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New Virtualization Manager from SolarWinds
Posted by Thang Le Toan on 09 July 2015 07:21 AM
New Virtualization Manager from SolarWinds – product review.
Virtualization Manager enables you to manage and monitor virtual environments. You’ll see that the deployment process is easy and the user interface is nice and intuitive. Virtualization Manager helps administrators to do capacity planning where you’ll see when you need to add more hardware in your datacenter.
You can also tackle VM sprawl or performance bottlenecks (if any). Additionally, rightsizing recommendations are usefull when it comes to memory size or numbers of CPUs for different VMs. The product is installed as a virtual appliance meaning no extra physical servers are necessary to run.
I’ll show you the installation and the configuration steps that I have done in my lab, which runs latest VMware vSphere 5 U1. Please note that Virtualization Manager can manage Hyper-V environments too, and depending on your situation, you will probably choose to download the format that fits your need.
On my end, I chose the OVF format, which is a standard transport format of virtual machines. The Open Virtualization Format (OVF) is packaged as a single file with extension OVA. This single packaging when imported into vCenter can come up as a VM configuration with multiple disks, so the obvious advantage is simplicity.
To install Virtualization Manager in a vSphere environment, first open the vSphere client and connect to your vCenter. Then choose File > Deploy OVF Template > navigate to the folder where you downloaded and uncompressed the download file. You’ll be looking for the OVA extension.
The deployment process is very easy to do. You can be up and running in less than 20 minutes.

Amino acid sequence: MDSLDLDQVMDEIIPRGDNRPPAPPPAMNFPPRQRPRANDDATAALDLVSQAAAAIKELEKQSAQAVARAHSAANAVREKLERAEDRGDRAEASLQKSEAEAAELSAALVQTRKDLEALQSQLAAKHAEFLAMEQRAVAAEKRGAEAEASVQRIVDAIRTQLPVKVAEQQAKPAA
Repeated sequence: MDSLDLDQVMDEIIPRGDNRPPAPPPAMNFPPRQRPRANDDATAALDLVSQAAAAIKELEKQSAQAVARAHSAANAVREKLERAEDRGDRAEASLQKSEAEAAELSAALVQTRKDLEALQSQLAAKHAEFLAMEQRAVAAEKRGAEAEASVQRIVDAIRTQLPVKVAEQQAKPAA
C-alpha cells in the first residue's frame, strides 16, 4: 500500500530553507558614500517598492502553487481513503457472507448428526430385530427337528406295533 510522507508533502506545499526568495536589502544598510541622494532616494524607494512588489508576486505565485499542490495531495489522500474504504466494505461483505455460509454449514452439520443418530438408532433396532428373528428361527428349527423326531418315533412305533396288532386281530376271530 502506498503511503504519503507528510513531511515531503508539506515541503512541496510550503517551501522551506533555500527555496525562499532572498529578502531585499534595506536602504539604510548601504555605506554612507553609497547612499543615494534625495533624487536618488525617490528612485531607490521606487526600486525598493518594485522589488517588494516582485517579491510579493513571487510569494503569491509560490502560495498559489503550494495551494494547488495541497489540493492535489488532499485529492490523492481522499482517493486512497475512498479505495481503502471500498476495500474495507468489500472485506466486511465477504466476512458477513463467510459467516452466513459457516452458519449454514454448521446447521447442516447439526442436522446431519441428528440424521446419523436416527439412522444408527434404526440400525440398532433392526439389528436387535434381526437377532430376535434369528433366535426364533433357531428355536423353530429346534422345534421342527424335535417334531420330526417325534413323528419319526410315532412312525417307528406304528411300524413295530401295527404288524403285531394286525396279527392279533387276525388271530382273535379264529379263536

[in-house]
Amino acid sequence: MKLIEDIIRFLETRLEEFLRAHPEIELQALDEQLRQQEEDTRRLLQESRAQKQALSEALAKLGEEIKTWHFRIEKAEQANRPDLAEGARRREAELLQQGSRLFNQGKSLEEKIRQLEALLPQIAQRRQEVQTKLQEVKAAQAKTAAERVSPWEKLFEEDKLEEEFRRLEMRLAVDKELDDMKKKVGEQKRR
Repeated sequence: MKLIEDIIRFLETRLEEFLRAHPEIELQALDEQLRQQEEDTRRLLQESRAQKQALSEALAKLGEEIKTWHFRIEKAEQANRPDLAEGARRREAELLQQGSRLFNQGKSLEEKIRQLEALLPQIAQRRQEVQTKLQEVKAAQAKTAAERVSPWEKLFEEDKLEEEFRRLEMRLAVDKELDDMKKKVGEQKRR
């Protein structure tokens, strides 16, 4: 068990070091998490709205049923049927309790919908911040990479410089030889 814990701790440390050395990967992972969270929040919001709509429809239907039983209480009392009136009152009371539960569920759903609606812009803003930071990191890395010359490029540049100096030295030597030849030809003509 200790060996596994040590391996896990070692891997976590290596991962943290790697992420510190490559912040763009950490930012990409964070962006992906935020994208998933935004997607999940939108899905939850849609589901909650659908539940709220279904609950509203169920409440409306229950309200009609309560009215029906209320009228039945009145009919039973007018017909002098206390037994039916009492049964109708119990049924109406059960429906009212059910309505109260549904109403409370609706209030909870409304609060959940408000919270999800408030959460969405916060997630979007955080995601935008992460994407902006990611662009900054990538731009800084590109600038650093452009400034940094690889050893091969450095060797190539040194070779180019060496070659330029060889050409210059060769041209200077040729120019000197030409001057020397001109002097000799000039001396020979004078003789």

After accepting the EULA, the installer asks you for basic information, like Name and Location on where you want to install the virtual appliance.
Then you can continue to specify the datastore. You’ll probably choose a shared storage (in my case, it’s my NAS box running FreeNAS, because I do not have a real SAN).
Next comes the network configuration, you’ll probably want to configure a fixed IP address for the appliance. Those are the first configuration steps before you can log in and configure the rest. What else needs to be configured?
By going through this connection, you can configure/change the values.
Once the basic setup is done, you can quit this browser window and log in by using the web browser. But this time you will not put the port number after the IP address.
Once logged in, you will be asked to follow a configuration assistant, which needs some values, like your vCenter’s IP address etc… The configuration assistant window looks like on the screenshot below (you can click to see larger view).
Please note that the point 6 is Optional. (Storage Manager). Can be skipped.
As you can see, there is quite a few predefined dashboards already created. You can just choose one of them to see if it helps you on what you need to find out.